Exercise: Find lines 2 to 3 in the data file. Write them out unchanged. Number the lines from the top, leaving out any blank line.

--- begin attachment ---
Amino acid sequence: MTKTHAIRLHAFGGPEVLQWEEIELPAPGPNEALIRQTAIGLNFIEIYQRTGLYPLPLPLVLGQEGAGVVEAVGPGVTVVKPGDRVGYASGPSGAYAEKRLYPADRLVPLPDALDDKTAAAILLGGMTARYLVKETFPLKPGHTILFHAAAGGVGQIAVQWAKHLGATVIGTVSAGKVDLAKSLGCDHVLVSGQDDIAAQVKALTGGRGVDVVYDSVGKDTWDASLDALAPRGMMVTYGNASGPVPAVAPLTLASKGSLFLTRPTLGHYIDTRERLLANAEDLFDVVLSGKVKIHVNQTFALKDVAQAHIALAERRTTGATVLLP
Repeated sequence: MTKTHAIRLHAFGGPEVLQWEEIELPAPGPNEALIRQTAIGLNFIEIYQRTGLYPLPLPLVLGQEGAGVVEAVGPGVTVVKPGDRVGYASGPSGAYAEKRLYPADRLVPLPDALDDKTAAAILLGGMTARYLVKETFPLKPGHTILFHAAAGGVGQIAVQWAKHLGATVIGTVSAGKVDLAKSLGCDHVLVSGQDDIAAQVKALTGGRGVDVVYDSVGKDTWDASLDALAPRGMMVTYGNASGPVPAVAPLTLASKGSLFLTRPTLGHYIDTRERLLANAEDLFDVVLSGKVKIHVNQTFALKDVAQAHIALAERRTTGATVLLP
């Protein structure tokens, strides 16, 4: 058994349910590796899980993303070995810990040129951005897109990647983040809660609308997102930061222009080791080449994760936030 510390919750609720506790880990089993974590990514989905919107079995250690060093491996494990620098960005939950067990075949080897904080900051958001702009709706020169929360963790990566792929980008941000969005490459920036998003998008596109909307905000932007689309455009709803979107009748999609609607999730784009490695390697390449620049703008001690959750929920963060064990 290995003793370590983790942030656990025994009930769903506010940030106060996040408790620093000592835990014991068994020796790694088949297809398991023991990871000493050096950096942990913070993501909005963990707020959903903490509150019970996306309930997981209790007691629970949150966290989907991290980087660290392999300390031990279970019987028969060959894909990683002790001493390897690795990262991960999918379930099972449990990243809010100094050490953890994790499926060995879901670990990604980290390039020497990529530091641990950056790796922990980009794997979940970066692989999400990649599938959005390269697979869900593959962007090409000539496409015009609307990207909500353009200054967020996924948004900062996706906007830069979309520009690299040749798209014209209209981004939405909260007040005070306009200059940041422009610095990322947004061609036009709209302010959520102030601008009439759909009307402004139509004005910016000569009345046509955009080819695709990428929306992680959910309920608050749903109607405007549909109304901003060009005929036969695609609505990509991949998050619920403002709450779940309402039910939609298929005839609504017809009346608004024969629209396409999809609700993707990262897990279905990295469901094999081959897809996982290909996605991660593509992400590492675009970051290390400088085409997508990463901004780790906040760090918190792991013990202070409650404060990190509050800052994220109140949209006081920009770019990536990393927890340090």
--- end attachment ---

Repeated sequence: MTKTHAIRLHAFGGPEVLQWEEIELPAPGPNEALIRQTAIGLNFIEIYQRTGLYPLPLPLVLGQEGAGVVEAVGPGVTVVKPGDRVGYASGPSGAYAEKRLYPADRLVPLPDALDDKTAAAILLGGMTARYLVKETFPLKPGHTILFHAAAGGVGQIAVQWAKHLGATVIGTVSAGKVDLAKSLGCDHVLVSGQDDIAAQVKALTGGRGVDVVYDSVGKDTWDASLDALAPRGMMVTYGNASGPVPAVAPLTLASKGSLFLTRPTLGHYIDTRERLLANAEDLFDVVLSGKVKIHVNQTFALKDVAQAHIALAERRTTGATVLLP
């Protein structure tokens, strides 16, 4: 058994349910590796899980993303070995810990040129951005897109990647983040809660609308997102930061222009080791080449994760936030 510390919750609720506790880990089993974590990514989905919107079995250690060093491996494990620098960005939950067990075949080897904080900051958001702009709706020169929360963790990566792929980008941000969005490459920036998003998008596109909307905000932007689309455009709803979107009748999609609607999730784009490695390697390449620049703008001690959750929920963060064990 290995003793370590983790942030656990025994009930769903506010940030106060996040408790620093000592835990014991068994020796790694088949297809398991023991990871000493050096950096942990913070993501909005963990707020959903903490509150019970996306309930997981209790007691629970949150966290989907991290980087660290392999300390031990279970019987028969060959894909990683002790001493390897690795990262991960999918379930099972449990990243809010100094050490953890994790499926060995879901670990990604980290390039020497990529530091641990950056790796922990980009794997979940970066692989999400990649599938959005390269697979869900593959962007090409000539496409015009609307990207909500353009200054967020996924948004900062996706906007830069979309520009690299040749798209014209209209981004939405909260007040005070306009200059940041422009610095990322947004061609036009709209302010959520102030601008009439759909009307402004139509004005910016000569009345046509955009080819695709990428929306992680959910309920608050749903109607405007549909109304901003060009005929036969695609609505990509991949998050619920403002709450779940309402039910939609298929005839609504017809009346608004024969629209396409999809609700993707990262897990279905990295469901094999081959897809996982290909996605991660593509992400590492675009970051290390400088085409997508990463901004780790906040760090918190792991013990202070409650404060990190509050800052994220109140949209006081920009770019990536990393927890340090």